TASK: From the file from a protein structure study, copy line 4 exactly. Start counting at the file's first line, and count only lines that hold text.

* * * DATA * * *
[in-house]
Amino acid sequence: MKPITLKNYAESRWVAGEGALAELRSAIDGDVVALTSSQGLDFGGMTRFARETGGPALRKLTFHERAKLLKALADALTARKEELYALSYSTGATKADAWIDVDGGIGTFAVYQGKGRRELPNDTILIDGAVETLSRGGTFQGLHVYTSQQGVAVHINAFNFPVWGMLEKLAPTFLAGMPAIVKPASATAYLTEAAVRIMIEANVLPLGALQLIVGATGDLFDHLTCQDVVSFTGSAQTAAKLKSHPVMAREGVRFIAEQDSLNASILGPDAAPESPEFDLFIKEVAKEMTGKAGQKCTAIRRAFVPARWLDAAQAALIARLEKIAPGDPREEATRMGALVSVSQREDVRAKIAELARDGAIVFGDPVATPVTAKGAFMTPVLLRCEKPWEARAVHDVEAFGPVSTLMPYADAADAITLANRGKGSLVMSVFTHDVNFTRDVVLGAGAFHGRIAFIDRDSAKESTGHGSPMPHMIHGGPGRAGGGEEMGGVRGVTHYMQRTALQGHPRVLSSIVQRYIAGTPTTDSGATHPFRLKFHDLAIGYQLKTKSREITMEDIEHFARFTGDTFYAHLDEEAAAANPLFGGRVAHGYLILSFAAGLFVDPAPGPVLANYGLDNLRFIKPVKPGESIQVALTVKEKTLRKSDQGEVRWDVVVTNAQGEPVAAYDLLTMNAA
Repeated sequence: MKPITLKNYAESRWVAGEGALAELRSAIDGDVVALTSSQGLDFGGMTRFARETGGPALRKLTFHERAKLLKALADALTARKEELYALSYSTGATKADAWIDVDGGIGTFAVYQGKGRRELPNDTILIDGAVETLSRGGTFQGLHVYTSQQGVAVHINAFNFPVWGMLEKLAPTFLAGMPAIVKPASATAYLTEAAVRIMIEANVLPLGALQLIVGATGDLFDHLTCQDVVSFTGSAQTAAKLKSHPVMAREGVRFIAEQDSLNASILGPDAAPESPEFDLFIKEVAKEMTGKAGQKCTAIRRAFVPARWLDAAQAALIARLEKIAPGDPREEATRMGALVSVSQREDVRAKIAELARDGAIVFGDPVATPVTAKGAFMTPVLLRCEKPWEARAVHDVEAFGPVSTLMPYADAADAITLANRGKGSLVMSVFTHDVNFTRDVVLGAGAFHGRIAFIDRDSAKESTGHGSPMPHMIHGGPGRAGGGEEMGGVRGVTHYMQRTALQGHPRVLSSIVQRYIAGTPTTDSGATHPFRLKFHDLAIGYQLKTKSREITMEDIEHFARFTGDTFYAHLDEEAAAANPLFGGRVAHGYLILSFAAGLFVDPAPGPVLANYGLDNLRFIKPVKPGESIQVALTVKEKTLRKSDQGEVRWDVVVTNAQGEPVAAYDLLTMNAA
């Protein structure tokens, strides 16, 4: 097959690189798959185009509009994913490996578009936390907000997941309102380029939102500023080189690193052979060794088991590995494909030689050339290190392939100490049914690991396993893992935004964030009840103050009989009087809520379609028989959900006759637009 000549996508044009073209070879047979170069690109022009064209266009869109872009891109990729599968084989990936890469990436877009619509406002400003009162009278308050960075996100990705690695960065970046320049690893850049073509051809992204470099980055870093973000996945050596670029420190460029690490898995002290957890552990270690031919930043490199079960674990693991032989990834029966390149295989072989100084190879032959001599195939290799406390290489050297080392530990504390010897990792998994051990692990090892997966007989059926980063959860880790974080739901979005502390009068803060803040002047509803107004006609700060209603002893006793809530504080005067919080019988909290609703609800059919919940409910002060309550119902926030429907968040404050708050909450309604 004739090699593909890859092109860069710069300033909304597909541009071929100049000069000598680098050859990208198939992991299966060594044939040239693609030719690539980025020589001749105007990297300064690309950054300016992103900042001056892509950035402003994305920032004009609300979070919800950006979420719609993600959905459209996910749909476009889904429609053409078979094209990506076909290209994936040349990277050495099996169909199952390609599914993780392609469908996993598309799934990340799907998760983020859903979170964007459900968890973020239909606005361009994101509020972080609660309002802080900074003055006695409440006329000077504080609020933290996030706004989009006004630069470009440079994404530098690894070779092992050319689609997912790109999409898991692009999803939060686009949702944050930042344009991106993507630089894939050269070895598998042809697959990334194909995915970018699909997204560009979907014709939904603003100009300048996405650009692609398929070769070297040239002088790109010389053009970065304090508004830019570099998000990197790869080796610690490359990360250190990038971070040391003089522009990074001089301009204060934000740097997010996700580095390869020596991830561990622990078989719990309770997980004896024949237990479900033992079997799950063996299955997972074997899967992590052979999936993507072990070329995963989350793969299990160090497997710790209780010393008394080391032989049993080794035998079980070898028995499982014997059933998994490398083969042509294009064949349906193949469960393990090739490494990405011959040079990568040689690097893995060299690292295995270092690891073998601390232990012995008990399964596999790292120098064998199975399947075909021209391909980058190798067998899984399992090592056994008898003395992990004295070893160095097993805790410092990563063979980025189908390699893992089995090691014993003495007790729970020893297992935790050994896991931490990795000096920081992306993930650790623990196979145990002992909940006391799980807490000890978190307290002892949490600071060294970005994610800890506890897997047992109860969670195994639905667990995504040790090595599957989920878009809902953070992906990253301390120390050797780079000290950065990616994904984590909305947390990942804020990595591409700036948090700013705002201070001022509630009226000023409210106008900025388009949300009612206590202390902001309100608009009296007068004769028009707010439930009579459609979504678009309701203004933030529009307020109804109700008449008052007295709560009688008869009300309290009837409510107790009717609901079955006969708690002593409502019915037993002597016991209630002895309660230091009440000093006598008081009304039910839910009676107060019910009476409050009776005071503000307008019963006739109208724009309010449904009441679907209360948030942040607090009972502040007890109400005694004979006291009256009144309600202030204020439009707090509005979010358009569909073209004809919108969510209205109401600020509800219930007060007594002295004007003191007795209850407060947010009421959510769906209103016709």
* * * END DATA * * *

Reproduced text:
């Protein structure tokens, strides 16, 4: 097959690189798959185009509009994913490996578009936390907000997941309102380029939102500023080189690193052979060794088991590995494909030689050339290190392939100490049914690991396993893992935004964030009840103050009989009087809520379609028989959900006759637009 000549996508044009073209070879047979170069690109022009064209266009869109872009891109990729599968084989990936890469990436877009619509406002400003009162009278308050960075996100990705690695960065970046320049690893850049073509051809992204470099980055870093973000996945050596670029420190460029690490898995002290957890552990270690031919930043490199079960674990693991032989990834029966390149295989072989100084190879032959001599195939290799406390290489050297080392530990504390010897990792998994051990692990090892997966007989059926980063959860880790974080739901979005502390009068803060803040002047509803107004006609700060209603002893006793809530504080005067919080019988909290609703609800059919919940409910002060309550119902926030429907968040404050708050909450309604 004739090699593909890859092109860069710069300033909304597909541009071929100049000069000598680098050859990208198939992991299966060594044939040239693609030719690539980025020589001749105007990297300064690309950054300016992103900042001056892509950035402003994305920032004009609300979070919800950006979420719609993600959905459209996910749909476009889904429609053409078979094209990506076909290209994936040349990277050495099996169909199952390609599914993780392609469908996993598309799934990340799907998760983020859903979170964007459900968890973020239909606005361009994101509020972080609660309002802080900074003055006695409440006329000077504080609020933290996030706004989009006004630069470009440079994404530098690894070779092992050319689609997912790109999409898991692009999803939060686009949702944050930042344009991106993507630089894939050269070895598998042809697959990334194909995915970018699909997204560009979907014709939904603003100009300048996405650009692609398929070769070297040239002088790109010389053009970065304090508004830019570099998000990197790869080796610690490359990360250190990038971070040391003089522009990074001089301009204060934000740097997010996700580095390869020596991830561990622990078989719990309770997980004896024949237990479900033992079997799950063996299955997972074997899967992590052979999936993507072990070329995963989350793969299990160090497997710790209780010393008394080391032989049993080794035998079980070898028995499982014997059933998994490398083969042509294009064949349906193949469960393990090739490494990405011959040079990568040689690097893995060299690292295995270092690891073998601390232990012995008990399964596999790292120098064998199975399947075909021209391909980058190798067998899984399992090592056994008898003395992990004295070893160095097993805790410092990563063979980025189908390699893992089995090691014993003495007790729970020893297992935790050994896991931490990795000096920081992306993930650790623990196979145990002992909940006391799980807490000890978190307290002892949490600071060294970005994610800890506890897997047992109860969670195994639905667990995504040790090595599957989920878009809902953070992906990253301390120390050797780079000290950065990616994904984590909305947390990942804020990595591409700036948090700013705002201070001022509630009226000023409210106008900025388009949300009612206590202390902001309100608009009296007068004769028009707010439930009579459609979504678009309701203004933030529009307020109804109700008449008052007295709560009688008869009300309290009837409510107790009717609901079955006969708690002593409502019915037993002597016991209630002895309660230091009440000093006598008081009304039910839910009676107060019910009476409050009776005071503000307008019963006739109208724009309010449904009441679907209360948030942040607090009972502040007890109400005694004979006291009256009144309600202030204020439009707090509005979010358009569909073209004809919108969510209205109401600020509800219930007060007594002295004007003191007795209850407060947010009421959510769906209103016709």